Tycho's lunar theory
Tycho's distinctive contributions to lunar theory include his discovery of the variation of the Moon's longitude. This represents the largest inequality of longitude after the equation of the center and the evection. He also discovered librations in the inclination of the plane of the lunar orbit, relative to the ecliptic (which is not a constant of about 5° as had been believed before him, but fluctuates through a range of over a quarter of a degree), and accompanying oscillations in the longitude of the lunar node. These represent perturbations in the Moon's ecliptic latitude. Tycho's lunar theory doubled the number of distinct lunar inequalities, relative to those anciently known, and reduced the discrepancies of lunar theory to about 1/5 of their previous amounts. It was published posthumously by Kepler in 1602, and Kepler's own derivative form appears in Kepler's Rudolphine Tables of 1627.
Although Tycho's planetary model was soon discredited, his astronomical observations were an essential contribution to the scientific revolution. The traditional view of Tycho is that he was primarily an empiricist who set new standards for precise and objective measurements. This appraisal originated in Pierre Gassendi's 1654 biography, Tychonis Brahe, equitis Dani, astronomorum coryphaei, vita. It was furthered by Johann Dreyer's biography in 1890, which was long the most influential work on Tycho. According to historian of science Helge Kragh, this assessment grew out of Gassendi's opposition to Aristotelianism and Cartesianism, and fails to account for the diversity of Tycho's activities.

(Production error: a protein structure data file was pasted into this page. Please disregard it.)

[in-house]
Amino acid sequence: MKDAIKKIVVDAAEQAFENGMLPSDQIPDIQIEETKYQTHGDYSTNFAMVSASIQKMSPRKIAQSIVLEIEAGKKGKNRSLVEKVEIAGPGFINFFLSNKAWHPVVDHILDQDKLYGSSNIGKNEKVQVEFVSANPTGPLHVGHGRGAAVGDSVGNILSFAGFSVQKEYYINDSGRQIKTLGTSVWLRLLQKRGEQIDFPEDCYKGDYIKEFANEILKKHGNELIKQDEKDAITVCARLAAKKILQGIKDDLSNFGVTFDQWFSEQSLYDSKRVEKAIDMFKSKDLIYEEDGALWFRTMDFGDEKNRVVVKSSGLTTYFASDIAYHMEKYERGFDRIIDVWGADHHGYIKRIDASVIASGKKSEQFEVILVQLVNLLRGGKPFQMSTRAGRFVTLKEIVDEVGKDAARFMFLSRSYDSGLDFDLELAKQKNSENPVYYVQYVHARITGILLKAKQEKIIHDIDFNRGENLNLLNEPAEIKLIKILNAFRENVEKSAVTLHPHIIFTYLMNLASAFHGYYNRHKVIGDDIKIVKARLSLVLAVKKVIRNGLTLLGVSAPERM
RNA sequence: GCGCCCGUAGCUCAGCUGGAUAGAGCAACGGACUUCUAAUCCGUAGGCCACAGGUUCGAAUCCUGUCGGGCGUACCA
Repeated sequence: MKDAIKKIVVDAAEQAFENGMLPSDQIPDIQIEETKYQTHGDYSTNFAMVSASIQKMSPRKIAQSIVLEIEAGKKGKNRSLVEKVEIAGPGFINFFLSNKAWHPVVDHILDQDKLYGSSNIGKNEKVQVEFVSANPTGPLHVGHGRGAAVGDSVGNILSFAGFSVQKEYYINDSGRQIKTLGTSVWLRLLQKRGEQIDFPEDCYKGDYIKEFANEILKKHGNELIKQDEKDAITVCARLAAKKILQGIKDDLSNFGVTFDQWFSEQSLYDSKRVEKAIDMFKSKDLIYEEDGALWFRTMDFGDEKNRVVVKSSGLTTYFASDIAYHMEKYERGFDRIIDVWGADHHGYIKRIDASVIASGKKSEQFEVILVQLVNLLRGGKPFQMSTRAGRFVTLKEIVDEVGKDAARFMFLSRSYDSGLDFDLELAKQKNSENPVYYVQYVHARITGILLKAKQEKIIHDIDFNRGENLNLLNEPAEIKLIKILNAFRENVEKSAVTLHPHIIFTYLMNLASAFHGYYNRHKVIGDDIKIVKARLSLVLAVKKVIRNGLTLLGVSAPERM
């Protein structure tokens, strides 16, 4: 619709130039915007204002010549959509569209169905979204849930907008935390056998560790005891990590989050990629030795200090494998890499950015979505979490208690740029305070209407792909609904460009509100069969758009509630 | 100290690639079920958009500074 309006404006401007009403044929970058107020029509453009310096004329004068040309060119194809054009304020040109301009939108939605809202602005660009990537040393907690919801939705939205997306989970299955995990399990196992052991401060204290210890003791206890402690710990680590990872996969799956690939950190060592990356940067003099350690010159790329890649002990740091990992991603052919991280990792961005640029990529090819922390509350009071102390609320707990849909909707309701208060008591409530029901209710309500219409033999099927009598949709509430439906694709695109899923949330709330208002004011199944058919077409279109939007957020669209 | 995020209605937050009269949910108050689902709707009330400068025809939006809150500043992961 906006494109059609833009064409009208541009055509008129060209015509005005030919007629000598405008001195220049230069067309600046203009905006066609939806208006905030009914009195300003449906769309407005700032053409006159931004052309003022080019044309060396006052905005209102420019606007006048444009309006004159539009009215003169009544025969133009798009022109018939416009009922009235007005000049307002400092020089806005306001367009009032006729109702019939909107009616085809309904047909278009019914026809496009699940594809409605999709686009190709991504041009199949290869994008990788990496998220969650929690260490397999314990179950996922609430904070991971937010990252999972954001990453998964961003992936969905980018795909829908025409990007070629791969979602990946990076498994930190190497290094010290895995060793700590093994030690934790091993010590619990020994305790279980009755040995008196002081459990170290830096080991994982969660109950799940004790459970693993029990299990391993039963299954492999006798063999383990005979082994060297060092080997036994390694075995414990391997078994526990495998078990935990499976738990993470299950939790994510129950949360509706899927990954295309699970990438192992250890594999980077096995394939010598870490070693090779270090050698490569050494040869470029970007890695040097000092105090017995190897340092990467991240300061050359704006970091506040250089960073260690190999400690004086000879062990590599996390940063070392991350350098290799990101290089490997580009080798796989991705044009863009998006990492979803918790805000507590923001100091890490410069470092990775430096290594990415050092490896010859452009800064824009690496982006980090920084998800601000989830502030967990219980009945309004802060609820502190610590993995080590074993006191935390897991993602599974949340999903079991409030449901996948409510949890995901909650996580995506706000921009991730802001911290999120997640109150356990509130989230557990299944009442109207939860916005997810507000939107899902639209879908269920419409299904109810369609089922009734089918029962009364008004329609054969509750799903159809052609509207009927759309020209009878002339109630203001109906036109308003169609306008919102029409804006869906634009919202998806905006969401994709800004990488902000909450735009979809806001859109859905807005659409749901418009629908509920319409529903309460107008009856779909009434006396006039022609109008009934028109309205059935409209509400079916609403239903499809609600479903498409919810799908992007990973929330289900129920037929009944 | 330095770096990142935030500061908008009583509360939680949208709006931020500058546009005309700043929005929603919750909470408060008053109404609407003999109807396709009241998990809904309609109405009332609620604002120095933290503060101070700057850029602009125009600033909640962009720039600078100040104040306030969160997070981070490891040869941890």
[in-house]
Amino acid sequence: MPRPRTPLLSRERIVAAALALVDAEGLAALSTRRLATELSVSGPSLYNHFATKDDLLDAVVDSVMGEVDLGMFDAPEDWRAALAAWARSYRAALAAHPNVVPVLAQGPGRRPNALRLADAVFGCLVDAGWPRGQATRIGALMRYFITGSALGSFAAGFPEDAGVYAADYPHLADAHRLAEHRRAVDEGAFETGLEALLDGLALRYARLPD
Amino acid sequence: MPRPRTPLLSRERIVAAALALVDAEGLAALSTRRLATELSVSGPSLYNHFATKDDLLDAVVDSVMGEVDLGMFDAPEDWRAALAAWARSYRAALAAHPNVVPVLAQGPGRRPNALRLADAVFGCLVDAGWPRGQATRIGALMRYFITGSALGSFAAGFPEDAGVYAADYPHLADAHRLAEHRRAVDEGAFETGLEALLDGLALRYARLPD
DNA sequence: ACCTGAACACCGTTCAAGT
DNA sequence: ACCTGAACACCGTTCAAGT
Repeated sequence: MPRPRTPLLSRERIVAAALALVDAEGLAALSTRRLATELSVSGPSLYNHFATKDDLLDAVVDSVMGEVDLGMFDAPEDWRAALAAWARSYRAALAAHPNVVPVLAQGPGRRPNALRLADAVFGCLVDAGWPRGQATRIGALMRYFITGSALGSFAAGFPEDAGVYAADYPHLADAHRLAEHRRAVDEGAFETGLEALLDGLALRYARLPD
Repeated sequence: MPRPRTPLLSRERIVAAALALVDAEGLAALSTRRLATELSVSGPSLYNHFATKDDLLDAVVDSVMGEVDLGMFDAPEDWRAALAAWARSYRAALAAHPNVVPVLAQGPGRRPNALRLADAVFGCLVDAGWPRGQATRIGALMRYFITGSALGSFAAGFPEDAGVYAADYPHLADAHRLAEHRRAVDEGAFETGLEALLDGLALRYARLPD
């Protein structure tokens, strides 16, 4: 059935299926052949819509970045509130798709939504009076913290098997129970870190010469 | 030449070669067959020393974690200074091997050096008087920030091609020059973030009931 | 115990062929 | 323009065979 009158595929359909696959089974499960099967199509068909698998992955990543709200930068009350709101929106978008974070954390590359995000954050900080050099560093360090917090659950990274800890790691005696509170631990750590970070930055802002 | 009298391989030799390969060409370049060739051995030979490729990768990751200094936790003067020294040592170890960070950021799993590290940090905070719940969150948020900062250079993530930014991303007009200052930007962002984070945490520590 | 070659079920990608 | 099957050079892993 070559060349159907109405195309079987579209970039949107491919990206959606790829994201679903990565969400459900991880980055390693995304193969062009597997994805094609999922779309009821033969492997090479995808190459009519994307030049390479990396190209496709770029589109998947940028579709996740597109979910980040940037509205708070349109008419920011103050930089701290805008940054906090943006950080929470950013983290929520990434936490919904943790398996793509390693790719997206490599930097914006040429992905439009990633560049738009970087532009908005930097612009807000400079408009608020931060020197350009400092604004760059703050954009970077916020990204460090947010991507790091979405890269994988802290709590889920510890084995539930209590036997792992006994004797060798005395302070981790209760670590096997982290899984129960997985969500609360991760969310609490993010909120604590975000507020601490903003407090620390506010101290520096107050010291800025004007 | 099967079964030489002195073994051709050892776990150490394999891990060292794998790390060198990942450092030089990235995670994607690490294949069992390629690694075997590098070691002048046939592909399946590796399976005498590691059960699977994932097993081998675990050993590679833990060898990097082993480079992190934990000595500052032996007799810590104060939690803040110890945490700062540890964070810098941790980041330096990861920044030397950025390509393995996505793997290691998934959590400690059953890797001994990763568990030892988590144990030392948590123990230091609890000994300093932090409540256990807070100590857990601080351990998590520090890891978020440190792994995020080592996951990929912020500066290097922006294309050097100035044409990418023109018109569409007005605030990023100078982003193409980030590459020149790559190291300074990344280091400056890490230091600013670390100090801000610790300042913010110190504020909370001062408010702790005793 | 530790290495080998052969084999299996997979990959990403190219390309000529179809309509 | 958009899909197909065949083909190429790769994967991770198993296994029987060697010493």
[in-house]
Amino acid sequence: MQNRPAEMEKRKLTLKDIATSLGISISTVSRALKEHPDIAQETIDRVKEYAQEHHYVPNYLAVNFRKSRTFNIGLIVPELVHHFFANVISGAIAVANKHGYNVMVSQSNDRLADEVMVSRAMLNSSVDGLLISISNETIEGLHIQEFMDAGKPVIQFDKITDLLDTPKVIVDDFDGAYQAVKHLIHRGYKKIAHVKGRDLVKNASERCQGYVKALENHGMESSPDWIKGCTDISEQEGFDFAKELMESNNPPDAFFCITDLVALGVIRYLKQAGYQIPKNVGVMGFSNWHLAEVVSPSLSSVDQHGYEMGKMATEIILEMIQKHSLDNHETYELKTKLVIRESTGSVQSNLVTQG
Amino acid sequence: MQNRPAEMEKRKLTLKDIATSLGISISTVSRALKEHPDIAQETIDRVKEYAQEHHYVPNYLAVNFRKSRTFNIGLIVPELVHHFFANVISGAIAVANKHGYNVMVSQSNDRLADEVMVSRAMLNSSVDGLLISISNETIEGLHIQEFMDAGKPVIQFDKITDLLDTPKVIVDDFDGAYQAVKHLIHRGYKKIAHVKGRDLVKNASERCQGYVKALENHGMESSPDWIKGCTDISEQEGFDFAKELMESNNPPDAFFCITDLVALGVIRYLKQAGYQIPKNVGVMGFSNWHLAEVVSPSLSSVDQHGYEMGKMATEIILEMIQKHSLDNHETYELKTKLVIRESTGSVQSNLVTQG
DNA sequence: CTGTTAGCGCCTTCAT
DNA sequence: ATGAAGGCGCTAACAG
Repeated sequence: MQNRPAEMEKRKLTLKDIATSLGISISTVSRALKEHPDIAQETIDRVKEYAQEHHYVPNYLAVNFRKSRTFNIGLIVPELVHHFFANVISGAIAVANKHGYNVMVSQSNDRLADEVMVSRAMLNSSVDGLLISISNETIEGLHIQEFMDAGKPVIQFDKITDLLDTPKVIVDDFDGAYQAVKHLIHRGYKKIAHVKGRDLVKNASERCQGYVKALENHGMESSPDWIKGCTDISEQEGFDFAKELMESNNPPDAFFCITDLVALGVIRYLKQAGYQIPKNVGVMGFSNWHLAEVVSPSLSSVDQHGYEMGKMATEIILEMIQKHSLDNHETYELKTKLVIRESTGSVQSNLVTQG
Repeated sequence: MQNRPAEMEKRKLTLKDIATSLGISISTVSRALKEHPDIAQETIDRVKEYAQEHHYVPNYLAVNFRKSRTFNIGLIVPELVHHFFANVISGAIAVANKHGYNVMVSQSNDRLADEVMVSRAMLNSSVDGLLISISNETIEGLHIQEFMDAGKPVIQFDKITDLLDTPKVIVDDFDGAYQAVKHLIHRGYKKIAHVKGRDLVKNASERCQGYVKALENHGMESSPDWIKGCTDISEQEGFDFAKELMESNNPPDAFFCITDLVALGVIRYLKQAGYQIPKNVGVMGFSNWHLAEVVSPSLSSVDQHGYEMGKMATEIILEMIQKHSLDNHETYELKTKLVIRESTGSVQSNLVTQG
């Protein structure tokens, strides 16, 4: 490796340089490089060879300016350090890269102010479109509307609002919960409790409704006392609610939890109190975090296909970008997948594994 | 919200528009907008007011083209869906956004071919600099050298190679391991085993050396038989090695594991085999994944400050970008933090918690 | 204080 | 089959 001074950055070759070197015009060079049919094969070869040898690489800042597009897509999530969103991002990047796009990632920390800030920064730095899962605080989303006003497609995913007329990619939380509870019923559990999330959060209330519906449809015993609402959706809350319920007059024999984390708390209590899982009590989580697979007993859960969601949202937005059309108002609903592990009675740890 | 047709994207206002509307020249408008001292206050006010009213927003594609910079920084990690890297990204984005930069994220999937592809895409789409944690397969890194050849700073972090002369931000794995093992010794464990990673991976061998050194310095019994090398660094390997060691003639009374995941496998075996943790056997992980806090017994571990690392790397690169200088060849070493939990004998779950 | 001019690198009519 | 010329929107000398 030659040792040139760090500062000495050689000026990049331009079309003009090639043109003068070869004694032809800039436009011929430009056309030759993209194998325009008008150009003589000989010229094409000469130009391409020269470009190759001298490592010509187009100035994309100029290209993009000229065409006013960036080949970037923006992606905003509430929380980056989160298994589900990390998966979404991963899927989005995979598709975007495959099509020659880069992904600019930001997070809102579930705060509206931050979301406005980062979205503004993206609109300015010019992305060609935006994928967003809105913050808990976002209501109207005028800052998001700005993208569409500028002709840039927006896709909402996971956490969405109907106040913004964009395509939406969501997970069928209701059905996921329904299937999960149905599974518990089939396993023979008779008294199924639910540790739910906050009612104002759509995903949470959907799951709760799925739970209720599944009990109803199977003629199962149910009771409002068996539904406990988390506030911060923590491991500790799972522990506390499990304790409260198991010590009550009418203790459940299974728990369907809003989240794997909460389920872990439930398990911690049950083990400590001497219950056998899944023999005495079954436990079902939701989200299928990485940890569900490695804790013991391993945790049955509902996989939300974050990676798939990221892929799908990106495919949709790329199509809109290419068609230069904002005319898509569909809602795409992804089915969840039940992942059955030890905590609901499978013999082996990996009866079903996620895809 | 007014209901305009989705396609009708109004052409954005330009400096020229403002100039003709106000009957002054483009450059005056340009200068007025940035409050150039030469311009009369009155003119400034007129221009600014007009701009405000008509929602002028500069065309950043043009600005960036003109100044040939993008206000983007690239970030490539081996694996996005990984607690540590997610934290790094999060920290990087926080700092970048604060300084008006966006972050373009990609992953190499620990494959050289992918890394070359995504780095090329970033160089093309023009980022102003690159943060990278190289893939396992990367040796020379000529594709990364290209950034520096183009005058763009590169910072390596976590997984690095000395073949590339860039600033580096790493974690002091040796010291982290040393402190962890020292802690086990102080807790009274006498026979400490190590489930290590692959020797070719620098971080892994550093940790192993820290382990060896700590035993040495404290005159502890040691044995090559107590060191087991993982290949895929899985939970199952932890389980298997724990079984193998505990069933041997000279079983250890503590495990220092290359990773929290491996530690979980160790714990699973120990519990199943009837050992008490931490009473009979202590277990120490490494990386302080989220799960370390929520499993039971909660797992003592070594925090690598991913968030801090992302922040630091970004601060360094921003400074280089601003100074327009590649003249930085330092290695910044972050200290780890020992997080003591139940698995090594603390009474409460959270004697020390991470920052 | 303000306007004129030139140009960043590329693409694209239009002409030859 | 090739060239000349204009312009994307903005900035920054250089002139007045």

Tycho considered astrology to be a subject of great importance. In addition to his contributions to astronomy, he was famous in his own time also for his contributions to medicine; his herbal medicines were in use as late as the 1900s.
Although the research community Tycho created in Uraniborg did not survive him, while it existed it was both a research center and an institution of education, functioning as a graduate school for Danish and foreign students in both astronomy and medicine. Tycho's success as a scientist also depended on his adroit political skills, to obtain patronage and funding for his work.
HEAT1X-TYCHO BRAHE is the name of a manned private spacecraft to be launched by Copenhagen Suborbitals. Other things named after him include a bar in Zagreb and a ferry operating between Sweden and Denmark.